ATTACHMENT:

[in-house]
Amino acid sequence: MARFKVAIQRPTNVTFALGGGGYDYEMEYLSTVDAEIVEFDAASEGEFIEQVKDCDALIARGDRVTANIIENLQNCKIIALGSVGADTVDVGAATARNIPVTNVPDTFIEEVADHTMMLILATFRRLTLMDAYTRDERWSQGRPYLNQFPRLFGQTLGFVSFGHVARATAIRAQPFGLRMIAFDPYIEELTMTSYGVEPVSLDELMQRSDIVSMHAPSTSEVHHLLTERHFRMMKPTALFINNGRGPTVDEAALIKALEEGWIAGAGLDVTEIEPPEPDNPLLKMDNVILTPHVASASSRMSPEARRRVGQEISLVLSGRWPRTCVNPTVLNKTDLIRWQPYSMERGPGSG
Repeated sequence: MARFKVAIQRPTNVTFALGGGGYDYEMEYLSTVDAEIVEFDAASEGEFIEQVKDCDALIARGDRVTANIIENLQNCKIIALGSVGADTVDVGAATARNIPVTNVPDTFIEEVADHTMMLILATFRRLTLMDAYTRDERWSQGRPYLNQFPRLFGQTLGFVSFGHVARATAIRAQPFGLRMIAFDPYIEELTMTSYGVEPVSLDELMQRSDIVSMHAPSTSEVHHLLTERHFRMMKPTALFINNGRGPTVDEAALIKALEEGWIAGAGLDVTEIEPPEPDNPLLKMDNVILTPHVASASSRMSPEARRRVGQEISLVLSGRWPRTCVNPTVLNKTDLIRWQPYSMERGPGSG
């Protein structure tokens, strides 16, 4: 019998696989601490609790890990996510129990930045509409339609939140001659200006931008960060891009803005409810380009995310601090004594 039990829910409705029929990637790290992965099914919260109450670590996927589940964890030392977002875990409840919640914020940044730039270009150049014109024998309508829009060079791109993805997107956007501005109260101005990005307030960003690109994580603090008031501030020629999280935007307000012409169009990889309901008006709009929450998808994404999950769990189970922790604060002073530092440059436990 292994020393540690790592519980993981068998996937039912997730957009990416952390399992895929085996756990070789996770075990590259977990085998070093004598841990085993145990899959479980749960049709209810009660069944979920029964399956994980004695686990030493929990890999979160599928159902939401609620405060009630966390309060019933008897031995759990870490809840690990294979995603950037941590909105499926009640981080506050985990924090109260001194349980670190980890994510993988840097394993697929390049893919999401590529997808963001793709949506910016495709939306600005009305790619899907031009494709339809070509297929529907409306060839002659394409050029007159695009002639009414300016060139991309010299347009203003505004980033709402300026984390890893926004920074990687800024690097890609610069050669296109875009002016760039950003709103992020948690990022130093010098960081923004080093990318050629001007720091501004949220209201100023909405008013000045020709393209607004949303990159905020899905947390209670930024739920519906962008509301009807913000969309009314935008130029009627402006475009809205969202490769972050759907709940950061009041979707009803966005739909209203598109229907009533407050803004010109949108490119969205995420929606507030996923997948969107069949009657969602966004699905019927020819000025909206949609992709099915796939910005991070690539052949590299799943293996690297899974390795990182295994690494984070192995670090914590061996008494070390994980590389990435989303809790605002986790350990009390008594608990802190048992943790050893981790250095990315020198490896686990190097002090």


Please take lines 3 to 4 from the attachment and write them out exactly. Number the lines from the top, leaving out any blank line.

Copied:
Repeated sequence: MARFKVAIQRPTNVTFALGGGGYDYEMEYLSTVDAEIVEFDAASEGEFIEQVKDCDALIARGDRVTANIIENLQNCKIIALGSVGADTVDVGAATARNIPVTNVPDTFIEEVADHTMMLILATFRRLTLMDAYTRDERWSQGRPYLNQFPRLFGQTLGFVSFGHVARATAIRAQPFGLRMIAFDPYIEELTMTSYGVEPVSLDELMQRSDIVSMHAPSTSEVHHLLTERHFRMMKPTALFINNGRGPTVDEAALIKALEEGWIAGAGLDVTEIEPPEPDNPLLKMDNVILTPHVASASSRMSPEARRRVGQEISLVLSGRWPRTCVNPTVLNKTDLIRWQPYSMERGPGSG
């Protein structure tokens, strides 16, 4: 019998696989601490609790890990996510129990930045509409339609939140001659200006931008960060891009803005409810380009995310601090004594 039990829910409705029929990637790290992965099914919260109450670590996927589940964890030392977002875990409840919640914020940044730039270009150049014109024998309508829009060079791109993805997107956007501005109260101005990005307030960003690109994580603090008031501030020629999280935007307000012409169009990889309901008006709009929450998808994404999950769990189970922790604060002073530092440059436990 292994020393540690790592519980993981068998996937039912997730957009990416952390399992895929085996756990070789996770075990590259977990085998070093004598841990085993145990899959479980749960049709209810009660069944979920029964399956994980004695686990030493929990890999979160599928159902939401609620405060009630966390309060019933008897031995759990870490809840690990294979995603950037941590909105499926009640981080506050985990924090109260001194349980670190980890994510993988840097394993697929390049893919999401590529997808963001793709949506910016495709939306600005009305790619899907031009494709339809070509297929529907409306060839002659394409050029007159695009002639009414300016060139991309010299347009203003505004980033709402300026984390890893926004920074990687800024690097890609610069050669296109875009002016760039950003709103992020948690990022130093010098960081923004080093990318050629001007720091501004949220209201100023909405008013000045020709393209607004949303990159905020899905947390209670930024739920519906962008509301009807913000969309009314935008130029009627402006475009809205969202490769972050759907709940950061009041979707009803966005739909209203598109229907009533407050803004010109949108490119969205995420929606507030996923997948969107069949009657969602966004699905019927020819000025909206949609992709099915796939910005991070690539052949590299799943293996690297899974390795990182295994690494984070192995670090914590061996008494070390994980590389990435989303809790605002986790350990009390008594608990802190048992943790050893981790250095990315020198490896686990190097002090």